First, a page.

Extending a helping hand; Riverland Student Senate helps curb food insecurity on campus

Published 8:07 am Tuesday, December 11, 2018

For some college students, being able to afford school means going hungry.

Riverland Community College Student Senate created the food pantry a little more than a year ago and has since seen a large number of students utilize the pantry for necessities, such as food items and toiletries.

Stationed inside an inconspicuous closet, the pantry allows students to enter and take up to three items to make a meal for that evening. Students can return to take another three items if needed the next day.

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The pantry is open Monday through Friday and is free to Riverland students with a student ID.

“When there’s an emergency, some need help right now,” said Keith Cich, Riverland Community College student senate adviser. “It’s an issue that’s a little hidden on college campuses. A great thing about this is that everything about this is student-led and student-managed.”

Riverland Community College students Bernardo Guarderas, left, and Bradley Morris are just two of the school’s students making use of the food pantry at RCC. Eric Johnson/ photodesk@austindailyherald.com

Addressing the issue of  hunger for college students has increased during the last few years. With economic shifts, let alone rising tuition and housing costs, more students are forgoing meals in order to afford a higher education.

The trend has become more common statewide at local and state universities, as well as at some private colleges.

There were also tighter regulations that kept many students from qualifying for the Supplemental Nutrition Assistance Program, a food stamp program.

According to Pal Koak, senate president, the student senate had marketed the food pantry during Welcome Week and hopes that the community continues donating to help stock the pantry with non-perishable food. So far, the food pantry only exists on the east campus, but there was hope another food pantry could be established on the west campus. Students who mostly attend classes on that side of Riverland would have easier access.

“We have a need now,” Koak said. “We’ve been partnering with the Ag Club, and we’re really hoping to have a second food pantry. We may look toward more fundraising and get some help from the community level.”

However, the number of students still stopping at the pantry has continued to stun those who helped launch the food pantry.

“I knew that there was a need for it,” said Seni Wubneh, student senator, “but not this much. The food pantry definitely made quite a difference.”

Riverland Community College Student Senate advisor Keith Cich unlocks the door to the school’s food pantry.

For Brad Morris, 22, he knew what it was like to have to make a decision between eating dinner or having enough money to pay for school. So, he frequents Riverland’s Food Pantry to take some items to help him get through until the next day.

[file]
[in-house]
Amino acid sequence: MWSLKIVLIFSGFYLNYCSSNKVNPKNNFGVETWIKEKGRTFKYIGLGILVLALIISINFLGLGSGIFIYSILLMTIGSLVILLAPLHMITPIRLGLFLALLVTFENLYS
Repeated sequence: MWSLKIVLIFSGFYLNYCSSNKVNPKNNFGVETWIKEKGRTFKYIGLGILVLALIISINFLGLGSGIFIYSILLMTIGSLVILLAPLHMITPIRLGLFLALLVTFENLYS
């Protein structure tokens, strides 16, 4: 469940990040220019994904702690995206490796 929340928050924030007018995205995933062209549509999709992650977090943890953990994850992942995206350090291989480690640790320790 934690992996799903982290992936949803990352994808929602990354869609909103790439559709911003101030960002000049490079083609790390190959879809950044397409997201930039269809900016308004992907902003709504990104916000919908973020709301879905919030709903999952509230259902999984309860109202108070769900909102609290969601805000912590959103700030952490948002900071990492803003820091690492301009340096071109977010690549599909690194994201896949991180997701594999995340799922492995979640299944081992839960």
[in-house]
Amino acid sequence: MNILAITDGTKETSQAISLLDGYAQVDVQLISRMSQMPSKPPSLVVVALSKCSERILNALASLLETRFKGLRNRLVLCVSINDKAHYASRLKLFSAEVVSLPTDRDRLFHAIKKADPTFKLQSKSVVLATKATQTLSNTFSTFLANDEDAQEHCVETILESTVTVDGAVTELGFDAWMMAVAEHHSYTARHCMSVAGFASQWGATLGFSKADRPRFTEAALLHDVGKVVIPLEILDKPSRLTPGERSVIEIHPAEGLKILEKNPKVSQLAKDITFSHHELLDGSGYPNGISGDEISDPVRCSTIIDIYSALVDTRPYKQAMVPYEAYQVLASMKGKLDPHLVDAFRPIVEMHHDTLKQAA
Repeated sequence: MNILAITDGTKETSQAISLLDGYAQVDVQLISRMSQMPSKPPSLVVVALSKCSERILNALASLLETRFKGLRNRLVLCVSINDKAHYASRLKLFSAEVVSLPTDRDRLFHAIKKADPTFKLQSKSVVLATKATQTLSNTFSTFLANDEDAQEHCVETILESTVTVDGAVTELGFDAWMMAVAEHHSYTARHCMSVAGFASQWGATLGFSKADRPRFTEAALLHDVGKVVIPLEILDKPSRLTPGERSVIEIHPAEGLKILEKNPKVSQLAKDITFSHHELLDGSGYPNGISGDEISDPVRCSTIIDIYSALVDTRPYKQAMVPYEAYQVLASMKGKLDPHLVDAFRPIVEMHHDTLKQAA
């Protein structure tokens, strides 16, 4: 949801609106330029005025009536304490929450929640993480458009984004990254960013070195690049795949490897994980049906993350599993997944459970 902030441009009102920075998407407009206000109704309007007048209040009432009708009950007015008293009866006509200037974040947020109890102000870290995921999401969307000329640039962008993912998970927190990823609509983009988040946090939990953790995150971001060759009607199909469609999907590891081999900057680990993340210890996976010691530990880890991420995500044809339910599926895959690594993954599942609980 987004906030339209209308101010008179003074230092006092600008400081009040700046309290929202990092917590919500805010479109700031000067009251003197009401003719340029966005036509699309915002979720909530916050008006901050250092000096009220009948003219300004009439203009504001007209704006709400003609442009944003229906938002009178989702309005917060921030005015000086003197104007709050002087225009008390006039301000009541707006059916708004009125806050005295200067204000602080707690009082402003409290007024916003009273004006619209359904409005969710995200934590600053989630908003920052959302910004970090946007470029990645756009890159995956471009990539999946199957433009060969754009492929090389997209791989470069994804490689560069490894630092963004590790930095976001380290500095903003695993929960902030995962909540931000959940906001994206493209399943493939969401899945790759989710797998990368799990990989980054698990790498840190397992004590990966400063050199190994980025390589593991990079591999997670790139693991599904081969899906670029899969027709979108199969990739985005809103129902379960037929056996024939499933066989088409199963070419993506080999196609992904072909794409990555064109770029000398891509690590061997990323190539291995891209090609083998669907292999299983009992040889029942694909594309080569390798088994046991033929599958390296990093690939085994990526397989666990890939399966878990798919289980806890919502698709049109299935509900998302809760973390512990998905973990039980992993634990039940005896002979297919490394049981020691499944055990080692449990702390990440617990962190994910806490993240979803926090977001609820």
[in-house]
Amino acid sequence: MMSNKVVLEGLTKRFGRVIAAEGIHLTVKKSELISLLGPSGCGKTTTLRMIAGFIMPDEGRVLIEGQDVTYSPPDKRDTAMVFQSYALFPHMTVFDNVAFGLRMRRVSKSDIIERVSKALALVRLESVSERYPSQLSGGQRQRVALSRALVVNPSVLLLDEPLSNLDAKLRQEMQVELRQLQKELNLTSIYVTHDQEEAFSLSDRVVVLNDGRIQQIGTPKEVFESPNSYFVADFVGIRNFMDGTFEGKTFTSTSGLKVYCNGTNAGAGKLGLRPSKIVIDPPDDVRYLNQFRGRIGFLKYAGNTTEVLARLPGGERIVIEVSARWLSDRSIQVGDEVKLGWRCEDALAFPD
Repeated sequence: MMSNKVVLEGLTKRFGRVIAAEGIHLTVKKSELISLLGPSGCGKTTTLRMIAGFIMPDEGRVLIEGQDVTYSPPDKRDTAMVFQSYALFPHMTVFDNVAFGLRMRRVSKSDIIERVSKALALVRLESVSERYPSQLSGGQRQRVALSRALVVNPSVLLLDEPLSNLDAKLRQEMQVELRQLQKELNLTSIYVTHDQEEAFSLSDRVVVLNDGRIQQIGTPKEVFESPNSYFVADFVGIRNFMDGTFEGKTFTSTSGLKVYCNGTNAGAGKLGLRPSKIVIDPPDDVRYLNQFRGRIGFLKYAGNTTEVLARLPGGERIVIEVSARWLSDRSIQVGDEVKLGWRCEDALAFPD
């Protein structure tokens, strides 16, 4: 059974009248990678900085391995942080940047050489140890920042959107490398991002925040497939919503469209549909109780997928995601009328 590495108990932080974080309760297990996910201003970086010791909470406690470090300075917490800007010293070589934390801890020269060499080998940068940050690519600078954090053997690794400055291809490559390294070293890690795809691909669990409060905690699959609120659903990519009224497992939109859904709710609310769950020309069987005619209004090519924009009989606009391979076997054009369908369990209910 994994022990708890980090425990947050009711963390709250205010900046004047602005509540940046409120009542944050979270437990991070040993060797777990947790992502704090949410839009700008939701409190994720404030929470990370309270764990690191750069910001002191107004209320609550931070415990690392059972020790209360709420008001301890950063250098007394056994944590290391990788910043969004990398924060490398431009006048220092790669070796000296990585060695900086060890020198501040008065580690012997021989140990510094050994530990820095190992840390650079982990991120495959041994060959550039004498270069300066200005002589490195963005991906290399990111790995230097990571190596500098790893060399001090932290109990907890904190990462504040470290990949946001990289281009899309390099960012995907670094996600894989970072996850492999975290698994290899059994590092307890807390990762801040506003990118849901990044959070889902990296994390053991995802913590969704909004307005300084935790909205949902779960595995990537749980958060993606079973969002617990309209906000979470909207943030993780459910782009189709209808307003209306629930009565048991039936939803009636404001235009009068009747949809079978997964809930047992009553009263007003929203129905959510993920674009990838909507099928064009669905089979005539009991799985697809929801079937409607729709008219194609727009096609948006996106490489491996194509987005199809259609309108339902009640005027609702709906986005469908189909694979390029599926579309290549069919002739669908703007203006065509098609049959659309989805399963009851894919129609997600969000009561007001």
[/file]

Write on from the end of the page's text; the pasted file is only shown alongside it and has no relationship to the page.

“It has been very helpful,” Morris said of the pantry. “It definitely helps a lot. I hope that it gets more donations or donors for it. When you have no money, you don’t have a choice.”

Although it was difficult to know for certain how many students have been serviced by the pantry, Cich estimated there were between 20 to 30 students visiting the pantry per day.

Last year, between November and May, there were about 500 visitors to the food pantry, and the number has “greatly increased,” according to Cich.

Bernaldo Guarderas, 19, said international students may not have access to cash right away, or when students don’t qualify for FAFSA, students may face an emergency where they might not have anything to eat.

Guarderas also experienced hunger at some point during his college career and goes to the food pantry every day to be able to get the necessary nutrition to help him get through the day and through his classes.

“Some students don’t have a car on campus to get to the stor, or don’t have enough money to get a meal,” Guarderas said. “The food pantry has been very helpful, and I’ve seen many students getting to know about it.”

“I believe in this”

When operating the food pantry, Janice Trigilio refers to the students who come regularly as “her children.”

Throughout the week, Trigilio runs the pantry everyday and helps students pick out three items to take home with them. Sometimes, she’ll send them with some other necessities like coats, deodorant or shampoo.

Even though the pantry gets restocked often, there would sometimes be 10 students at a time inside the pantry, and the groceries would fly off the shelves after just being stocked.

“I was floored by how many people would come in …I believe in this,” said Trigilio, who is also a Riverland student. “When you’re in the same classes with the same people for 17 weeks, you kind of hear and learn things. I ask them to come visit me at the pantry. I’ve been homeless and I have been there. I’ve been on food stamps, and sometimes, it’s not enough.”

Aside from making sure students have accessibility to the pantry, there’s also the issue of pride. Students may feel embarrassed to ask for food.

However, Cich said Riverland’s community has made the atmosphere more approachable to receive help.

“Here at Riverland, it’s one large community where everybody helps everybody, and will not let anyone go hungry,” he said. “We are looking to address hunger, and Riverland welcomes all different walks of life.”